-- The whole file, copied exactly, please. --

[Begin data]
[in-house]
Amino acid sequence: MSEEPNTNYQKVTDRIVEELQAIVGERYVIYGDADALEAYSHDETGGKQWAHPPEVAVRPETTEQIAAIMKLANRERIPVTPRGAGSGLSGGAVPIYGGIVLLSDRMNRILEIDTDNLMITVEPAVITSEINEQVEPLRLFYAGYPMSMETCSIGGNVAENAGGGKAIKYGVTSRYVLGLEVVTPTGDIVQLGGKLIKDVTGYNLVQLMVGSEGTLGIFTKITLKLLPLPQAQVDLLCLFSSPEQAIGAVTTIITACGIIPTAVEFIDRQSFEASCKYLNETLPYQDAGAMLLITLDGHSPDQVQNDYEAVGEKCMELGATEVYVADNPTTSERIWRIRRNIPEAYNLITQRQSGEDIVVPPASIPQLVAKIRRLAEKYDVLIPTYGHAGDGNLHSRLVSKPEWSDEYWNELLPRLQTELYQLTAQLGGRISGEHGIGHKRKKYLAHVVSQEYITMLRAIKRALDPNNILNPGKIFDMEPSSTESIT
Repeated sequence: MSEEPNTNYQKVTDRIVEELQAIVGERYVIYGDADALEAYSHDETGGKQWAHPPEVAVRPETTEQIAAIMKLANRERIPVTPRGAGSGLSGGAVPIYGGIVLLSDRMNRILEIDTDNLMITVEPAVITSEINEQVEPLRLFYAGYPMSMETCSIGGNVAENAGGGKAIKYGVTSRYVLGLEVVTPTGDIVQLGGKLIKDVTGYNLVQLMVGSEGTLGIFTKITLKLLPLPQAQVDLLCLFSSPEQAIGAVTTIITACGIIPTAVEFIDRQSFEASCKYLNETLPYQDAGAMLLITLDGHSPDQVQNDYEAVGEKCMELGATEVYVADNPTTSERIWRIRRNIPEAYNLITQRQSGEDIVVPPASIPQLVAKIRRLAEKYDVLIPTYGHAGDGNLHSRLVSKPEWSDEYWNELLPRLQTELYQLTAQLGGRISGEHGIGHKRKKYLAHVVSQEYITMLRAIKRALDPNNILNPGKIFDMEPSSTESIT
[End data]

[in-house]
Amino acid sequence: MSEEPNTNYQKVTDRIVEELQAIVGERYVIYGDADALEAYSHDETGGKQWAHPPEVAVRPETTEQIAAIMKLANRERIPVTPRGAGSGLSGGAVPIYGGIVLLSDRMNRILEIDTDNLMITVEPAVITSEINEQVEPLRLFYAGYPMSMETCSIGGNVAENAGGGKAIKYGVTSRYVLGLEVVTPTGDIVQLGGKLIKDVTGYNLVQLMVGSEGTLGIFTKITLKLLPLPQAQVDLLCLFSSPEQAIGAVTTIITACGIIPTAVEFIDRQSFEASCKYLNETLPYQDAGAMLLITLDGHSPDQVQNDYEAVGEKCMELGATEVYVADNPTTSERIWRIRRNIPEAYNLITQRQSGEDIVVPPASIPQLVAKIRRLAEKYDVLIPTYGHAGDGNLHSRLVSKPEWSDEYWNELLPRLQTELYQLTAQLGGRISGEHGIGHKRKKYLAHVVSQEYITMLRAIKRALDPNNILNPGKIFDMEPSSTESIT
Repeated sequence: MSEEPNTNYQKVTDRIVEELQAIVGERYVIYGDADALEAYSHDETGGKQWAHPPEVAVRPETTEQIAAIMKLANRERIPVTPRGAGSGLSGGAVPIYGGIVLLSDRMNRILEIDTDNLMITVEPAVITSEINEQVEPLRLFYAGYPMSMETCSIGGNVAENAGGGKAIKYGVTSRYVLGLEVVTPTGDIVQLGGKLIKDVTGYNLVQLMVGSEGTLGIFTKITLKLLPLPQAQVDLLCLFSSPEQAIGAVTTIITACGIIPTAVEFIDRQSFEASCKYLNETLPYQDAGAMLLITLDGHSPDQVQNDYEAVGEKCMELGATEVYVADNPTTSERIWRIRRNIPEAYNLITQRQSGEDIVVPPASIPQLVAKIRRLAEKYDVLIPTYGHAGDGNLHSRLVSKPEWSDEYWNELLPRLQTELYQLTAQLGGRISGEHGIGHKRKKYLAHVVSQEYITMLRAIKRALDPNNILNPGKIFDMEPSSTESIT